When I think of all the times I let the responses of others to my story guide the way I lived inside my story, I feel a kind of melancholy for the girl that lived within this kind of pressure box. Trust me when I say that I hold no one but me accountable for my response. However, I live now very mindful of how my own responses to the stories of others might affect them.
I have a colleague friend who has been such a great example to me of what this looks like in real time. Whenever someone shares something that has been difficult or a problem, his first response is one of empathy. Solutions are given only upon request, and I have never once felt judged by him even when I know he would have done things differently himself.
Letting go of what others think and embracing how I feel is important for my personal well being, but it also serves as a keen reminder to me of the needs of others around me. Most of us just would like to be heard—most of us just want a listening ear.
And listening is an art form.
I suppose it goes hand in hand with being present and mindful. Sitting with someone in their story is very different from hearing someone’s story. To me, listening and sitting are partners in the work of living mindfully in the present.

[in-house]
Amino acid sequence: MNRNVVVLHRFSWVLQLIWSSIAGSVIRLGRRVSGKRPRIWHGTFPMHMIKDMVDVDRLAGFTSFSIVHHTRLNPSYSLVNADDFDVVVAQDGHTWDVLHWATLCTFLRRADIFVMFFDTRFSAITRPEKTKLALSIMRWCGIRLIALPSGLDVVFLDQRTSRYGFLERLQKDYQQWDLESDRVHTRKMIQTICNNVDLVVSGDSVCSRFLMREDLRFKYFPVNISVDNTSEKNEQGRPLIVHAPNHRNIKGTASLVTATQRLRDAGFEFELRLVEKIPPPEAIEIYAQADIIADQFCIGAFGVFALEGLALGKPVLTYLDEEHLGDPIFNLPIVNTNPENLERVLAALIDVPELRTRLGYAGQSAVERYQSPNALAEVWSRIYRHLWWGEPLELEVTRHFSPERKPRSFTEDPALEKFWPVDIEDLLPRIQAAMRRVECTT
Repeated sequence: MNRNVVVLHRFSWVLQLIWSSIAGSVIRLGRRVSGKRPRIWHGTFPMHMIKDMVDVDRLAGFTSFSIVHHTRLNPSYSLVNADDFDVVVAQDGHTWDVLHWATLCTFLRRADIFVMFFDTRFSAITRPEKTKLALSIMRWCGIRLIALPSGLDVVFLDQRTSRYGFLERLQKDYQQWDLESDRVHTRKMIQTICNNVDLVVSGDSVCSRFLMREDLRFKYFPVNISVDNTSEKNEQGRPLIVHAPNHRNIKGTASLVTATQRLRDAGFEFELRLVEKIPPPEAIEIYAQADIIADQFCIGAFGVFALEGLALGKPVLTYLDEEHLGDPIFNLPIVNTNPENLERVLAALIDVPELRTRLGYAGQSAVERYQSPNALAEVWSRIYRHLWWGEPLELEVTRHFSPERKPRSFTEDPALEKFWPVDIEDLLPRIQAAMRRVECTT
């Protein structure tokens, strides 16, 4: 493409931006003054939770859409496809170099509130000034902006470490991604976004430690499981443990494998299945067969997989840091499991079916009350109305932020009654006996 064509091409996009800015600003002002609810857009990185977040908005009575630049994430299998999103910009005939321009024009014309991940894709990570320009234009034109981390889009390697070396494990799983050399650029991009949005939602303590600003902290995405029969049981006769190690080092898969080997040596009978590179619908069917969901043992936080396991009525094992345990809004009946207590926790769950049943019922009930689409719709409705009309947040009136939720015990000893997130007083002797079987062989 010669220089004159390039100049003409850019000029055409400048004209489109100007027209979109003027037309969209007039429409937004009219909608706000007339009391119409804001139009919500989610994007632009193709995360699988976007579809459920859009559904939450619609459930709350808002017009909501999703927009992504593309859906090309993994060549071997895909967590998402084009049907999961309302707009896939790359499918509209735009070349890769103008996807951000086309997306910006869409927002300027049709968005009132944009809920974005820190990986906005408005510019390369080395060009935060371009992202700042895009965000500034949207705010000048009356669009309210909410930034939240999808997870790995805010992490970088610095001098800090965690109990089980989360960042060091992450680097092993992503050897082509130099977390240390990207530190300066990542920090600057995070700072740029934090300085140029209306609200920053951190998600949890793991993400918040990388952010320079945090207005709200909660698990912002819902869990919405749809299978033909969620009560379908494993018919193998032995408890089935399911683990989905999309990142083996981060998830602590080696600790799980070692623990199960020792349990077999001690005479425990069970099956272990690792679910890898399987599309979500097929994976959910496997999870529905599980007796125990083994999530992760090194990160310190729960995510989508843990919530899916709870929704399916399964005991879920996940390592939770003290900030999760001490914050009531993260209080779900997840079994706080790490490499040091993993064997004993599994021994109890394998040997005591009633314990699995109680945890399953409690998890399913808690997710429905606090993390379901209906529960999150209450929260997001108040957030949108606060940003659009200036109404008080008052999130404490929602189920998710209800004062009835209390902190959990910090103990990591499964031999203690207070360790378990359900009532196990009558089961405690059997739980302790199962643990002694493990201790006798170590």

Listening is paying attention.
So today I choose to pay attention. To notice those around me carrying sadness, or sitting in grief, or rejoicing in personal victory. “Rejoice with those who rejoice and weep with those who weep” is the exact definition of listening with your life. Jealously and envy dissipate when we truly rejoice with those who are rejoicing. Likewise, haughtiness and superiority go out the window when we sit in grief with those who are weeping.
Listening is being grateful in the moment.
When I am grateful for each moment in my own story, whether good or bad, I learn to sit with others in a kind of peaceful contentment that neither judges nor offers solutions. This is the very hardest for me. I always want to help and offer solutions, but most often less is more. Breathing in the positive of each moment isn’t just a simple-minded solution. It’s an internal game changer. Our whole outlook changes when breathe in the positive and breathe out the negative.
Listening to ourselves and others brings contentment.
The more we learn to listen, the more we encourage others to walk inside their own stories, the more content we will be inside our own. Listening to others encourages them to look the world in the eye and know that they are worthy, they are enough, and they are loved.
Are you listening?
You are worthy.
You are enough.
You are loved.
Lilting, her voice sang across the meadow:
breezing by, the butterflies danced to the tune;
grazing, the cows stopped chewing to listen;
buzzing, bees set about their pollen work;
resting, she settled into the tall grass
breathing out, she exhaled all of her worries.
sighing, she prayed another day to sing.
—Carla Jeanne Picklo Jordan
How are you doing today? I’d love to hear your story.